Windows Server 2012 can be seen as a major release for Windows Server. Not just in terms of virtualization (Hyper-V 3.0), storage (SMB 3.0 and Storage Spaces) or manageability, but also in terms of Active Directory. There’s a load of new features, improving the lives of many Active Directory admins!
New features in Active Directory Domain Services in Windows Server 2012, Part 2: New Promotion Process
As I’ve mentioned in my overview post, earlier today, one of the new features of Windows Server 2012 is a new Domain Controller Promotion Tool. In this blogpost I’ll dive a little deeper on this statement.
New features in Active Directory Domain Services in Windows Server 2012, Part 3: New Upgrade Process
While a lot of lab environments will be set up as I explained in part 2 of this series (with the New Promotion Process), in the real world a lot of Active Directory environments will be upgraded or transitioned, because they’re already equipped with Domain Controllers running a previous version of Windows Server. In this […]
New features in Active Directory Domain Services in Windows Server 2012, Part 4: New PowerShell Cmdlets
With Windows PowerShell Scripting being one of the requirements in the current Common Engineering Criteria (CEC), all Microsoft server products need to comply with having Windows PowerShell scripting support. In Windows Server 2012, Active Directory Domain Services expands beyond the 76 Active Directory Management PowerShell Cmdlets and 15 Active Directory Provider PowerShell Cmdlets found in […]
New features in Active Directory Domain Services in Windows Server 2012, Part 5: PowerShell History Viewer
As we’ve seen in part 4 of this series, Active Directory Domain Services in Windows Server 2012 now sports a grand total of 145 PowerShell Cmdlets. Learning these commands and putting them to good use, might seem like a week’s worth, but actually, the PowerShell History Viewer in the Windows Server 2012 Active Directory Administrative […]
A new feature in Windows Server 2008 R2 and the Windows Server 2008 R2 Forest Functional Level (FFL) is the Active Directory Recycle Bin. This feature enables administrators to restore (accidentally) deleted objects, without booting into Directory Services Restore Mode (DSRM) or reanimating objects (with loss of attributes).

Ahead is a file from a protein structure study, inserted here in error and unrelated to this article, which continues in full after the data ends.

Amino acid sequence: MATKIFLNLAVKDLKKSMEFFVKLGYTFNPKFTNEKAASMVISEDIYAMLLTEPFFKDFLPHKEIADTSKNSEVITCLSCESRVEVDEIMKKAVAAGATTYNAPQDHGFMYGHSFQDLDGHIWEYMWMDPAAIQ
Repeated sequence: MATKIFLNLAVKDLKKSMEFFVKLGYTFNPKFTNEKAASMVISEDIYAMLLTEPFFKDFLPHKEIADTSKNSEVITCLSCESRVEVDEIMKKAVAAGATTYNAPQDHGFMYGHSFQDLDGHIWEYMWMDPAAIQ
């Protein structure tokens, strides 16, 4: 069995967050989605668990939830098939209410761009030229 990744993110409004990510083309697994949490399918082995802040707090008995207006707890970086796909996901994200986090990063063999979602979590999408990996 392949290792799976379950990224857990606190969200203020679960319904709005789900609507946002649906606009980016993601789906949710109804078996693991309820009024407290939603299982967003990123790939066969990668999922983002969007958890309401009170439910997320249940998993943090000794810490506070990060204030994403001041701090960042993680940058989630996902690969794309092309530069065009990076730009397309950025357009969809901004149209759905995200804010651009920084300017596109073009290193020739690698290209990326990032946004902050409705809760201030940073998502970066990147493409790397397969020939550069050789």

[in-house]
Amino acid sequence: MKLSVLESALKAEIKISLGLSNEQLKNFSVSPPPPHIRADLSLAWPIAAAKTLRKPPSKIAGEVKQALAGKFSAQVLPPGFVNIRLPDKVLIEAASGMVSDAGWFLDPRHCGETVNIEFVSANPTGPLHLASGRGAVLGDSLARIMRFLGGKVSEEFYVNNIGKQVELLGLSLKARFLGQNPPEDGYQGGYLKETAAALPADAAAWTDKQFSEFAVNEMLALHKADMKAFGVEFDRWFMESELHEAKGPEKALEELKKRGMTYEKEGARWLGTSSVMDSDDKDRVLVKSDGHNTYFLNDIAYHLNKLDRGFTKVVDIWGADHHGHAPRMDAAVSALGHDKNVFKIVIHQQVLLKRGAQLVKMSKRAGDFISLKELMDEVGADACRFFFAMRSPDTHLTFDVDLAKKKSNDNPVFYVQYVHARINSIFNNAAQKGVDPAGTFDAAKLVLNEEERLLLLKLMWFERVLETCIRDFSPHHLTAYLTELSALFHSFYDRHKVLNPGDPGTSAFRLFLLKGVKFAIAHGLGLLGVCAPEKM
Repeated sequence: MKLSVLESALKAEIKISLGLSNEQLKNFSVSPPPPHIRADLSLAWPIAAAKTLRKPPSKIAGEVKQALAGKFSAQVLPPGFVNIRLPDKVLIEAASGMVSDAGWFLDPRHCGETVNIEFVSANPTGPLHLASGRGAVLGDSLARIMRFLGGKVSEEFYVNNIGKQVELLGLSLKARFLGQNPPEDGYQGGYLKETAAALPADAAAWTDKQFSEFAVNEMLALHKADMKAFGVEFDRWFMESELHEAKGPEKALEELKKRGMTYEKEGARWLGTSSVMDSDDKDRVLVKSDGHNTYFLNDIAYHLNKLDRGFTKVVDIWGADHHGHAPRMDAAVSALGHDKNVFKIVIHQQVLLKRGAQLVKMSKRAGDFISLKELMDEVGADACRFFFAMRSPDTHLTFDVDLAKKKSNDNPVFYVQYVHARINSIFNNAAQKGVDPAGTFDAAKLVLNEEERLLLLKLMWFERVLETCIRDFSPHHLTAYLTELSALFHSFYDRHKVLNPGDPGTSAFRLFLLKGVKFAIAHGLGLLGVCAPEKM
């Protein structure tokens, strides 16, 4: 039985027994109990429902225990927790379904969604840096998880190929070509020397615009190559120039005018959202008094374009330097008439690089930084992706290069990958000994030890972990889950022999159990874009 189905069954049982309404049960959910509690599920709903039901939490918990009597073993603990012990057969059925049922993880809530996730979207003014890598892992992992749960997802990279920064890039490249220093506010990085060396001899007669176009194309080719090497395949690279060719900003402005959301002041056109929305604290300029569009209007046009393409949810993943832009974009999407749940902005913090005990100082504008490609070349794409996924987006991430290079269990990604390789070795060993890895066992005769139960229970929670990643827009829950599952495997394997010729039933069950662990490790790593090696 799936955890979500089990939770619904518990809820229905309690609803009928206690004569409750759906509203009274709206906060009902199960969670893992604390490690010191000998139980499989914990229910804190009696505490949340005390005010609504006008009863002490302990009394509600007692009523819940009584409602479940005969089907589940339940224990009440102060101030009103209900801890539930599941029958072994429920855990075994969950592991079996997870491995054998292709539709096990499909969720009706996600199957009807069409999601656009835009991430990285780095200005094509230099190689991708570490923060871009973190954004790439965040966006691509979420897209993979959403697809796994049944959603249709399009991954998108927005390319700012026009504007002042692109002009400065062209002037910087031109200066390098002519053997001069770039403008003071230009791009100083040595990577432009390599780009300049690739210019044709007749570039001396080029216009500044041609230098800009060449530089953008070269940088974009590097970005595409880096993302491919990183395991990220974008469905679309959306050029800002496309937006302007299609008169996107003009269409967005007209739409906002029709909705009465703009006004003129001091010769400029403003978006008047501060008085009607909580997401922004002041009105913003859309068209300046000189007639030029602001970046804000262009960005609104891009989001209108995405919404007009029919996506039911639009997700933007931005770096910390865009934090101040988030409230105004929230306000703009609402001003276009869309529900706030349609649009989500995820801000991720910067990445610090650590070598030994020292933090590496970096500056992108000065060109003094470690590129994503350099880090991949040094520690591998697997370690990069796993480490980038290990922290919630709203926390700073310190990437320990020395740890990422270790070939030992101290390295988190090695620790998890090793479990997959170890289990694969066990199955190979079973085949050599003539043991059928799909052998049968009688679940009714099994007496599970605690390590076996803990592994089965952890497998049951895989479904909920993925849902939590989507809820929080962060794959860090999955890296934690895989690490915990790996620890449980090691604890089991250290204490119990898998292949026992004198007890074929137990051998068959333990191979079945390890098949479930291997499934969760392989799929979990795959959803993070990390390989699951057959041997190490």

New features in Active Directory Domain Services in Windows Server 2012, Part 7: Fine-grained Password Policy GUI
Microsoft introduced the concept of Fine-grained Password Policies in Active Directory back in Windows Server 2008. From that day on, Active Directory admins could granularly roll out Password and Account Lockout Policies to groups and individual users. It was, however, such a painful experience, that many books suggested to use the free SpecOps Password Policy […]
Back in Windows Server 2008 R2, Managed Service Accounts (MSAs) solved the problem of unsecure service accounts. Managing them was a nightmare, even if you knew what you were doing. Now, In Windows Server 2012, Microsoft addresses a couple of these challenges This blogposts shows how.
Windows 8 and Windows Server 2012 are cloud-optimized Operating Systems. One of the areas where this is visible is the ability to connect domain accounts to Microsoft accounts (formerly known as Windows Live IDs). In this blogpost I’ll show you how this functionality works and how you can disable this functionality altogether or granularly with […]
Kerberos Constrained Delegation (KCD) is a feature in Windows Server that has been available since Windows Server 2003 through Kerberos extensions. It allows for clients to let an application or a service connect to other servers or services on its behalf. A client might use a front-end server, for example, that then needs to authenticate […]